Update: an Olive-sided Flycatcher was reported 4/27.
Yesterday in the narrative we had twelve migrants yet to be reported in the Northern Willamette Valley. To day we are left with eight. Yesterday there were reports of Yellow-breasted Chat, Yellow Warbler, Hammond’s Flycatcher, Black-headed Grosbeak. To our south in the Shasta area a Common Nighthawk was reported.
Great conditions, clear skies and a nice tail wind – BOOM! Heavy migration last night, all night. The loop says it all.
Take a look at the wind map and you can predict the scenario. Northeast – shut down. Mississippi and Central – pile up in Texas and continuation behind the weather. Pacific – open for business.
More Western Kingbirds, first Dusky Flycatcher and Bullock’s Oriole. I’m sure i’ve missed something over the weekend. I’m pretty sure a Western Wood Pewee has shown up in southern Oregon. Anyway, weekends are hectic and with the sun rising earlier it’s tough to do much but get out in the field and tend to chores.
Last night was a bit unusual as a weak little rain cell moved through the area at the time of nocturnal bloom (1 hr after sunset). So there is no big flight taking off. Maybe a couple of opportunistic flocks that found a hole in the weather. But then, after the cell moved through a significant flight takes place at around 1:00 AM (18:00 UTC). I don’t think i’ve seen that before. If i have i don’t remember it. Have a look:
Shorebirds continue to move through the area. Found in those isolated spots with suitable habitat. I don’t think anything new, that hasn’t been mentioned earlier, has shown up in the area. But i’ve been quite busy with other tasks and i may have missed something.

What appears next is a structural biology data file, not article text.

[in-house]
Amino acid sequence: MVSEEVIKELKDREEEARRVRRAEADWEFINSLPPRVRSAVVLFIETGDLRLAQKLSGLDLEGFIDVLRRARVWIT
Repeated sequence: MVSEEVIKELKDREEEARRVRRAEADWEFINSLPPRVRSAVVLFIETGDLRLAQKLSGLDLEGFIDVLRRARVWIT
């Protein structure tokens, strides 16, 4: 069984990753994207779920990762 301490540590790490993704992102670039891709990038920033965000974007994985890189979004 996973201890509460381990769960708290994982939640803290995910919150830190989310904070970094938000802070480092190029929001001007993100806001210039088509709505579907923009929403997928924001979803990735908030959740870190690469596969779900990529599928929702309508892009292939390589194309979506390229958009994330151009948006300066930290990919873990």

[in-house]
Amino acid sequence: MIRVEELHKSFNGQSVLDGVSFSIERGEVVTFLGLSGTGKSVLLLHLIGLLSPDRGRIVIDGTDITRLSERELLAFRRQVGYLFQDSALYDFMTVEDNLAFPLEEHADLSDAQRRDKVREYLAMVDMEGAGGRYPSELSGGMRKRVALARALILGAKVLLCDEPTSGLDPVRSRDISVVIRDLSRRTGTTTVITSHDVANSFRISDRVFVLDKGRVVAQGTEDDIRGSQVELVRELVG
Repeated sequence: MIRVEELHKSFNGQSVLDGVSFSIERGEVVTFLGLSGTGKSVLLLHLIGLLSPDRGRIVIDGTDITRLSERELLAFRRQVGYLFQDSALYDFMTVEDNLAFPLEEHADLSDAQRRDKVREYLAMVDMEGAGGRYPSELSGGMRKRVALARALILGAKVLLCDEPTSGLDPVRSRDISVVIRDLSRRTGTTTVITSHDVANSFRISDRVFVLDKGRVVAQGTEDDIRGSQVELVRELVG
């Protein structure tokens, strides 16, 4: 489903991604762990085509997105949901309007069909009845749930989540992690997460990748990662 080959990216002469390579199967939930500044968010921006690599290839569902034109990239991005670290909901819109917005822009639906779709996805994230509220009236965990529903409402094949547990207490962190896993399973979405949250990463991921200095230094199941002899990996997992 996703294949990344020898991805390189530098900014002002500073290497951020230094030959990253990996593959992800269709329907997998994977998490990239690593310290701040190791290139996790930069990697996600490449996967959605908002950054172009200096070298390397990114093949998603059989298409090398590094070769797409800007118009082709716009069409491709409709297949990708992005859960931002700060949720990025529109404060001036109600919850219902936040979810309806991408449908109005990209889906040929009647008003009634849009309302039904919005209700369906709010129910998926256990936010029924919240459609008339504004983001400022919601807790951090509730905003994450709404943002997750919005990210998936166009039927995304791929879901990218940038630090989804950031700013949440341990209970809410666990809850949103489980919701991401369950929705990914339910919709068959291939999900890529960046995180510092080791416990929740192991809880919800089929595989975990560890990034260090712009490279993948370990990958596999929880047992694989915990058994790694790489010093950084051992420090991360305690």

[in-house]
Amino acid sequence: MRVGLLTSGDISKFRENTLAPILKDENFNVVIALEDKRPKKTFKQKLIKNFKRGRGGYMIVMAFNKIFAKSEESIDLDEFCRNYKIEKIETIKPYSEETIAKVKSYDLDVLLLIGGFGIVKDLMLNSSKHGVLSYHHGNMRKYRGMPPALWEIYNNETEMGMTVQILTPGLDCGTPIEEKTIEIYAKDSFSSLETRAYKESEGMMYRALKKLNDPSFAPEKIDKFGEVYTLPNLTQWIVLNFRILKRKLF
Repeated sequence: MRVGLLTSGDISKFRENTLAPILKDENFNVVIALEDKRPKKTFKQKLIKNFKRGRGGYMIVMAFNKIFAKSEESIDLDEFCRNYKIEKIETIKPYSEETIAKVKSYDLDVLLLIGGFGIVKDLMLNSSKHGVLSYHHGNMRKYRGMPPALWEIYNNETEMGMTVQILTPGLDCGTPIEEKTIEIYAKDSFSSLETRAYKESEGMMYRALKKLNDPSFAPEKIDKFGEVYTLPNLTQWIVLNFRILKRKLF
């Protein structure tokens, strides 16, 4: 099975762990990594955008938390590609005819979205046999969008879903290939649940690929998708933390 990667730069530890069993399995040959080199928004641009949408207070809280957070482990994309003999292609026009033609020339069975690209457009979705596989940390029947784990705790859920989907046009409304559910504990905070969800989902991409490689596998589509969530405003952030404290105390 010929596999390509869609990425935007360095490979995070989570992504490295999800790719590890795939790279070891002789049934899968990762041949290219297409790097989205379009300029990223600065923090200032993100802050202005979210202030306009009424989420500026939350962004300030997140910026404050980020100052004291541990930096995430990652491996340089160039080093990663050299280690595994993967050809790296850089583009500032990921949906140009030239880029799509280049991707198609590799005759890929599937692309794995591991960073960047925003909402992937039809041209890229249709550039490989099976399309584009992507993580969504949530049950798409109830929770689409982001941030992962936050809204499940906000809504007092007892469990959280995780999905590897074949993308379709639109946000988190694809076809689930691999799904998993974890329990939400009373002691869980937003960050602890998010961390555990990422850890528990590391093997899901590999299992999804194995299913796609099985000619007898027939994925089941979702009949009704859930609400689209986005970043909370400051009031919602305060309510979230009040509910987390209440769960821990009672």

Take a look at the winds aloft plot and you can see a concentrated low has formed bringing cold air out of the Gulf of Alaska and turning the winds to a more favorable direction for northbound migrants.
Unfortunately there are associated rains and that always dampens determination. But give a bird any break in the weather and they will take advantage of that. I put in the HC plot today so it is easier to pick out the birds from the weather. It looks like they had a few hours of flight before giving up for the night.
If you look again at the winds aloft plot one might surmise a continental scenario: looking good for the Central Flyway, and not so good for the Atlantic. So i put in a snapshot of the National Radar Composite to see if that is how it played out last night.
Wow — it’s getting hard to keep up. Western Kingbird, Willow Flycatcher, Lazuli Bunting, Solitary Sandpiper, Chipping Sparrow, Yellow-headed Blackbird, and probably some i am forgetting, are now in the Portland area. Lots of these birds are setting new early arrival dates and it makes me wonder why they left their wintering grounds so early?
Anyway, another great night for nocturnal flight. Heavy migration was underway along the whole Pacific Flyway. We have an advancing high pressure system and the leading edge north winds may put a damper on migration over the next couple of days. It depends on how strong the winds are once they make landfall. So i put a wind map in today’s gallery to visualize whats going on.